This post provides an overview of how to design and prototype printed circuit boards on a desktop CNC mill. Most students do not have access to a CNC mill in their electrical engineering or electronics classes. In most classes, students make circuits using breadboards, which allows them to make connections by plugging wires and components into a grid. This method is great for very simple circuits, but it quickly becomes messy as circuits increase in complexity, to the point where it becomes very difficult to troubleshoot.
We’re curious what traits and skill sets hiring managers look for in entry-level engineers, so we asked a few folks we know. This post is the first in a series.
It’s no secret that the Othermill is a phenomenal tool when it comes to milling custom circuit boards. Hobbyist, students, and professionals alike have shared stories of how the Othermill has significantly improved their workflow and allowed them to rapidly prototype like never before (read a few in the story links below).
We love hearing that, almost as much as we love supporting our users and helping making their experience as simple and fun as possible. To that end, we’ve been working hard to increase the support guides we have available. Here is a list of resources that we hope you enjoy and find useful as you mill PCBs on your trusty Othermill.
If you haven’t taken a minute (well, actually 1:36) to watch our newest product video, check it out now! It beautifully illustrates the possibilities of what you can make on the Othermill by showing off a multi-material case created for Other Machine Co.’s popular binary timepiece, the Nerd Watch.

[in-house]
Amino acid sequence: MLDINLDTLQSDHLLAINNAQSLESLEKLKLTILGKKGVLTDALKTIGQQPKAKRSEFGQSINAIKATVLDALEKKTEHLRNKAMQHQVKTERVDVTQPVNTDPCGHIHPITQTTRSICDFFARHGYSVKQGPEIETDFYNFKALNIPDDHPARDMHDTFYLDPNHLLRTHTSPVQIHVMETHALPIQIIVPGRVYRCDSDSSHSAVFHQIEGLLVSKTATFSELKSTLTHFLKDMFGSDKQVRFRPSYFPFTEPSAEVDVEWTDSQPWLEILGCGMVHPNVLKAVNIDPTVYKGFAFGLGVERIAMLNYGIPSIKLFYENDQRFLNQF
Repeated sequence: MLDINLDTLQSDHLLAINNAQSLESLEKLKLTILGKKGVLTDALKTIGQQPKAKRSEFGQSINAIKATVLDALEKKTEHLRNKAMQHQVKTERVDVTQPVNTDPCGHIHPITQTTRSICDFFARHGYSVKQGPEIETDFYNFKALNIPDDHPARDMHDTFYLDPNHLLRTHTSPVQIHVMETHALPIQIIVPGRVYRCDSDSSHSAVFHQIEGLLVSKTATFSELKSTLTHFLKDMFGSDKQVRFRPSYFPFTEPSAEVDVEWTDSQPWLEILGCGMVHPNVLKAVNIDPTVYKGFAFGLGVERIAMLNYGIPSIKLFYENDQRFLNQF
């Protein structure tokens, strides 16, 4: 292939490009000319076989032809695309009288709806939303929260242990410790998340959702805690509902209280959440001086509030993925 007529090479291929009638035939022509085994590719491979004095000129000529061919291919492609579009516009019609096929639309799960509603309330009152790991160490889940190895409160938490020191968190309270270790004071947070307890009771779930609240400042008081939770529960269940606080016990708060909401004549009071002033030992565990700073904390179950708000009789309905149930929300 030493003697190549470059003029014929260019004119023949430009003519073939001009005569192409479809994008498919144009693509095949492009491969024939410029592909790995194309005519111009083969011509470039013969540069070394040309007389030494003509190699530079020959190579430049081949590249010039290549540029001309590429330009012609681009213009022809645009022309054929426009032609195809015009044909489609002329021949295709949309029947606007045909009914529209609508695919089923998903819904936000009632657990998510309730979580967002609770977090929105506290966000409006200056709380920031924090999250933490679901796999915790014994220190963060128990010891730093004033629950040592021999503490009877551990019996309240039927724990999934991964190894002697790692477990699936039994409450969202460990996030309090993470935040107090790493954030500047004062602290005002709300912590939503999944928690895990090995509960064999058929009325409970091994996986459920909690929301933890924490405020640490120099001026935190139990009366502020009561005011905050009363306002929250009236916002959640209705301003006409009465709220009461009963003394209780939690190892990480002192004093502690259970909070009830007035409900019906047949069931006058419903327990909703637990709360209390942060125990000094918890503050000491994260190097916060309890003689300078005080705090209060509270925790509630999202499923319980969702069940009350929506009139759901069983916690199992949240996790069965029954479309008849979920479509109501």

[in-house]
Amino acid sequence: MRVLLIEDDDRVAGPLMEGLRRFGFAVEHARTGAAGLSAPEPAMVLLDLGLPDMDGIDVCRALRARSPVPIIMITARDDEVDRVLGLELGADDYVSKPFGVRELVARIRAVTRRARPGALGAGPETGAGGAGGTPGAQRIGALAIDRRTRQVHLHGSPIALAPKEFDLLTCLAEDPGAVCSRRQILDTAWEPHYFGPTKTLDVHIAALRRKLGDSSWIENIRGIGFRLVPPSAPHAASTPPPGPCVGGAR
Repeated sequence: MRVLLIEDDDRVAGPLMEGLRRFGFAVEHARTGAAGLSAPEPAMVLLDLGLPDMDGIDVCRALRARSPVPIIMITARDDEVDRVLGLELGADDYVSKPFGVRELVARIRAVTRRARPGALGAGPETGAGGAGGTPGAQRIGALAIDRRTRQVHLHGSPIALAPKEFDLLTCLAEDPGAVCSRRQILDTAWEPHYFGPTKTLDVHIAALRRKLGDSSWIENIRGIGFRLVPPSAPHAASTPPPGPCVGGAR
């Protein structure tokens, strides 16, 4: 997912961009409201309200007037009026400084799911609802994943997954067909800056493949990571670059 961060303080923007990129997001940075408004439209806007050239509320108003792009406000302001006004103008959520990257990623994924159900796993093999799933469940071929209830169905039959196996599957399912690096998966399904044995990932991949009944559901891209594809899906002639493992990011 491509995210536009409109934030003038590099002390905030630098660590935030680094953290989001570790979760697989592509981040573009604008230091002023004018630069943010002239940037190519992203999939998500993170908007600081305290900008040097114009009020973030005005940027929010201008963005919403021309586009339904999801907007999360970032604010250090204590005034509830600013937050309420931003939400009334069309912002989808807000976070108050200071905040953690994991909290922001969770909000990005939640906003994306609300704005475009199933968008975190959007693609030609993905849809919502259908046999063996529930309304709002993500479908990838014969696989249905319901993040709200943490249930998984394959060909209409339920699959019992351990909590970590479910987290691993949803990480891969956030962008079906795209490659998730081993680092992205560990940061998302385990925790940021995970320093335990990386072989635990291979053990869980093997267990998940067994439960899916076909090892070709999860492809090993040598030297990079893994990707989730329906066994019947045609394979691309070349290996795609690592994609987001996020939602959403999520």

If you’ve been following our blog for a while, you’ll be quite familiar with our use of the Othermill as an integrated tool for prototyping circuits. One of the biggest challenges in quickly prototyping electronics is the lack of available through-hole packages for use with solderless breadboards.
Though the Othermill is wonderful for a wide range of 2.5 and 3D applications, it still remains true to its roots as a very fine method to build and protoype circuit boards. We have a few trips and tricks we’ve discovered in milling boards that make the board-cutting process on the Othermill even more pleasant.
When Colin Willson, a third-year interaction design student at San Francisco’s California College of the Arts (CCA), was given the assignment to create an interactive object designed for a particular space, he found himself inspired by dance. He happened to be walking past a club with a live jazz band playing, and observed the interaction between the musicians and the dancers.